• I've never understood the need for super-cold machine rooms

      Part of the problem often is hot spots. As humans, we often are in the well circulated portions of the server room. These get good air flow are often very chilly.

      Other parts of the room, perhaps inside a server cabinet, perhaps inside the CPU case can get warmer than when you're standing. This is why good air flow is key in a building a solid server room.

      I think in most cases it's low risk to raise it a few notches, but the consequences of being wrong are pretty high. (I.e. someone high up gets fired.) Hence, it's unlikely to change.

      You have to learn to pick your battles. Picking one that can solved just as easily with a sweater or fingerless gloves probably isn't the one to fight.

  • I think persuading people that the server room climate control should be set to "cozy" would be an uphill battle. Spend some money on a good KVM switch (rackables can handle a dozen inputs and more) and put the main keyboard, mouse, and monitor in an adjacent room (which would then have to be secured) or make a small terminal room inside the server room (which would be as secure as the server room); that way, the server room can be as cold as your boss wants and you can stay as warm as you like. This will require the allocation of space and budget -- hard battles to fight, too -- but is more likely to succeed.

  • Who cares about constant? Play with the thermostat and get your your spray bottle so you can create pretty graphs [] like these.
  • by Louis_Wu ( 137951 ) <> on Friday October 25, 2002 @09:27PM (#4534851) Journal
    HVAC is about economics, estimates, & a wee bit o' engineering.
    • The economics include the initial cost of the system, the continuing cost of energy & maintenance, and the cost of failure - all of the servers overheating and the network going down.
    • The estimates include the heat load (heat energy output of the equipment), the system effieciency over time, system neglect, & management cheapness.
    • The engineering includes doing all the math to determine many of the previous factors, & compensating for all of those unknowns with a factor of safety. :)
    Is there a definitive answer to this?

    The answer to your question(s): Get an HVAC engineer to look the system over, and tell you if the existing AC is overkill. (You might want to be sure that she doesn't think that she'll get the contract for any additional work needed. :)

    'Course, this might all be quite accademic. The reason for the chill might be that your boss's brother has the contract, or that your boss had a bad experience with a server catching on fire. Then it's not engineering, it's psychology. :)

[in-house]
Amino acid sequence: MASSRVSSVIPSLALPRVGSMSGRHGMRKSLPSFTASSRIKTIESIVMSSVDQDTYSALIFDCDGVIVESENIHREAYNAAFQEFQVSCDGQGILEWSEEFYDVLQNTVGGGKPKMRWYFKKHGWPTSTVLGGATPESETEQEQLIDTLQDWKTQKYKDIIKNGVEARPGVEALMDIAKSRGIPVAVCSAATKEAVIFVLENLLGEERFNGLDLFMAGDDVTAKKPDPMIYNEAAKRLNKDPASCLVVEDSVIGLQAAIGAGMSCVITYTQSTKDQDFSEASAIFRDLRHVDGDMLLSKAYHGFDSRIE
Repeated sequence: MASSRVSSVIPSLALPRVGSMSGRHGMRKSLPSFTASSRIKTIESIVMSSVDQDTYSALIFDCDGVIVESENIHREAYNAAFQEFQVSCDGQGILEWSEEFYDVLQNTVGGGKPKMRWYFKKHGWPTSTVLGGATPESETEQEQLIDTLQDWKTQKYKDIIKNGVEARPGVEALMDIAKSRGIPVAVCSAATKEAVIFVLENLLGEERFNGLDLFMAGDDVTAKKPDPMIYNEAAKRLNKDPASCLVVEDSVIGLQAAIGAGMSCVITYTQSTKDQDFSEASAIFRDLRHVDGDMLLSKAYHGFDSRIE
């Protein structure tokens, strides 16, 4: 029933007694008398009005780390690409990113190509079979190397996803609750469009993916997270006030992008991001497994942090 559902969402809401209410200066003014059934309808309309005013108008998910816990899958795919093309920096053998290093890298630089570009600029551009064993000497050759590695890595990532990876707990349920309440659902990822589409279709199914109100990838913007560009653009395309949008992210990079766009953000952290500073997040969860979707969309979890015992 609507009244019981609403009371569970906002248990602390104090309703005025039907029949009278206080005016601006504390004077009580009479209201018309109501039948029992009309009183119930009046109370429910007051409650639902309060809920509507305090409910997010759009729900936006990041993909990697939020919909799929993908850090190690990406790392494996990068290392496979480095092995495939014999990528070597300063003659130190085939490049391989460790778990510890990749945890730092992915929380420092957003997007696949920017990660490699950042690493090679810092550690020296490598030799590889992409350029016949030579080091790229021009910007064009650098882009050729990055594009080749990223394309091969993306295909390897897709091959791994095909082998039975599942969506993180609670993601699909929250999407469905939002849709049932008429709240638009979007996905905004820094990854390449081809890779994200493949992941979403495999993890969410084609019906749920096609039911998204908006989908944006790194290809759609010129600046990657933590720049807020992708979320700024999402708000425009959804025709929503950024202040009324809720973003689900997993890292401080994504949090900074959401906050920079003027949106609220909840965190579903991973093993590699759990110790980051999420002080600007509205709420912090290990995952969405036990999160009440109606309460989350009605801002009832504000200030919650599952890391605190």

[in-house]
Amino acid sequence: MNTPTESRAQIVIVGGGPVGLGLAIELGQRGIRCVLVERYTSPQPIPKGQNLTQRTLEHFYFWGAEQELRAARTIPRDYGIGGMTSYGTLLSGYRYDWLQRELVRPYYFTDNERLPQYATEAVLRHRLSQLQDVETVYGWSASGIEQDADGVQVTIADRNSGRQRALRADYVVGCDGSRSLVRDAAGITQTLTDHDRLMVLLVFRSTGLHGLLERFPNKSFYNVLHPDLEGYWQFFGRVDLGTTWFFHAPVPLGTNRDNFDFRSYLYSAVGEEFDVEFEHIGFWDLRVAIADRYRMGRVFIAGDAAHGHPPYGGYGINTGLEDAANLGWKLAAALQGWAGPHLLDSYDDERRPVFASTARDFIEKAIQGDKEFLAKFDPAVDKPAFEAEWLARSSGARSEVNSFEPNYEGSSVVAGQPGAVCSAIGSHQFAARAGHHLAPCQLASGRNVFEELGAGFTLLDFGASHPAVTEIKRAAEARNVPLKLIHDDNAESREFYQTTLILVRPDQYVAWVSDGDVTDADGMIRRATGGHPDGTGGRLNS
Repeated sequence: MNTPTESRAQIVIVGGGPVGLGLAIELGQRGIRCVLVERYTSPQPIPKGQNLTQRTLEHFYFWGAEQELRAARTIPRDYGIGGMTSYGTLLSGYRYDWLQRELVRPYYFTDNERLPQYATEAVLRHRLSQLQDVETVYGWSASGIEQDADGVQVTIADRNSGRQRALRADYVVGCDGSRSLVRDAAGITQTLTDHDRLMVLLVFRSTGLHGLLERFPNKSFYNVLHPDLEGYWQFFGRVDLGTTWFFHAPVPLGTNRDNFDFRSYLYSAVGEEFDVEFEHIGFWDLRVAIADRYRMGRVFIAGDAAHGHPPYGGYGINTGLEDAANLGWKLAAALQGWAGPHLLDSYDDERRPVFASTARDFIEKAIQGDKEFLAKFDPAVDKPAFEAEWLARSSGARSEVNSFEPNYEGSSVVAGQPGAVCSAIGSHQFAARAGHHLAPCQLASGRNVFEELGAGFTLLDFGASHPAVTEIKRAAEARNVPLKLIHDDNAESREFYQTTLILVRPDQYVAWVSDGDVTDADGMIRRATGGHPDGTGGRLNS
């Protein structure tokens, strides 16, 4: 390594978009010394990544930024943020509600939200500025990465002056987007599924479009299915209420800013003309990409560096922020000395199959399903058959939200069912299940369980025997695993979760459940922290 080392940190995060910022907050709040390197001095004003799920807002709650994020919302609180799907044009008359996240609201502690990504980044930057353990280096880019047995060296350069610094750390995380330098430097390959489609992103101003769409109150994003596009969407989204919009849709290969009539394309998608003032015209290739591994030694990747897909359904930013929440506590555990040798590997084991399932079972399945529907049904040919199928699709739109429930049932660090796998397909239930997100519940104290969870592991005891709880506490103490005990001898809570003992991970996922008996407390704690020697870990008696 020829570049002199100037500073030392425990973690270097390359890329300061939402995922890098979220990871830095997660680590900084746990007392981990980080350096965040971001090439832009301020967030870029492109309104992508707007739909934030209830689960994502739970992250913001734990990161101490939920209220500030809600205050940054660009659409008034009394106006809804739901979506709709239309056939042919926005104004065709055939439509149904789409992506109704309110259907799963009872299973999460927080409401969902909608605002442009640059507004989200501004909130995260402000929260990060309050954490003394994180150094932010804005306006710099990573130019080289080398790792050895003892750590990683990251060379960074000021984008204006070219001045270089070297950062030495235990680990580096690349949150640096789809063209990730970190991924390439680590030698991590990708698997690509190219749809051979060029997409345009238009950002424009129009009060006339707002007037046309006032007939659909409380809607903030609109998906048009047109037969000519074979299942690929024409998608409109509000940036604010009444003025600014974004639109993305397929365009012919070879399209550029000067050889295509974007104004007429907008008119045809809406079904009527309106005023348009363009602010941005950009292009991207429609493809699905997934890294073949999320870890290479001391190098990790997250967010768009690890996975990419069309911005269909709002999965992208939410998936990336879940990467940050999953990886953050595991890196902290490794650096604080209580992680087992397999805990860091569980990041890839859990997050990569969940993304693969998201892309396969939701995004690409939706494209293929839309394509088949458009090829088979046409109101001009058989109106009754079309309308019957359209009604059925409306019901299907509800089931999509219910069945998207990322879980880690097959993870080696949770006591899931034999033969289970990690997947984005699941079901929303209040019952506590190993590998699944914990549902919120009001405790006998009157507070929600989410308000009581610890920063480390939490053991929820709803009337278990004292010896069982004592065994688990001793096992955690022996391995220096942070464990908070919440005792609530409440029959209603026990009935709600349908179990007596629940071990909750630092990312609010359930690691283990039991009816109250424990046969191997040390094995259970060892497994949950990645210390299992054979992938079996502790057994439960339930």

• Low 70's (Score:4, Informative)

    by photon317 ( 208409 ) on Friday October 25, 2002 @09:52PM (#4534941)

    Most of the labs I've built or worked in, we've set up the ACs somewhere around 70-72 degrees. It's plenty cold while still leaving a small amount of headroom. The headroom is useful in case there's a sudden influx of heat and it takes a while to restabilize the temperature. Can't really predict what sorts of wierd things might cause that - a crapload of new equipment, an A/C unit going out of service for an hour, etc, etc..

    It's very important to get your humidity correct as well. If the humidity is too low, static buildup becomes easier and static damage more frequent. If it gets too high, corrosion occurs faster. Computers like to be in the middle, if I remember right the ideal for most machines is around 35% humidity? It's been a while, that might be off by a bit.

    Don't forget the whole BTUs thing. All your equipment will have a sticker or manual (or call the company) saying how many BTU of heat it puts out at max. Add them all up and make sure you have enough A/C capacity to account for the BTUs during a failure scenario (e.g. Buy 3 AC units that can handle 1/2 the desired BTU, so you have N+1 redundancy). Be sure to estimate the future as best you can in the BTU calculations - replacing A/C units when upgrading new servers in a fully loaded production room can be a bitch.

    Computers like stability too, so try to set it up such that the humidity and temperature stay constant while all your gear is running. If they're wobbling up and down throughout the day or week, you need to fix it. You can buy cheap chart recorders for this, they drag a pen over a graph and show you a temperature line for a week or more. Assuming your A/C is adequate for the BTUs, the wobbling is most likely from bad airflow design.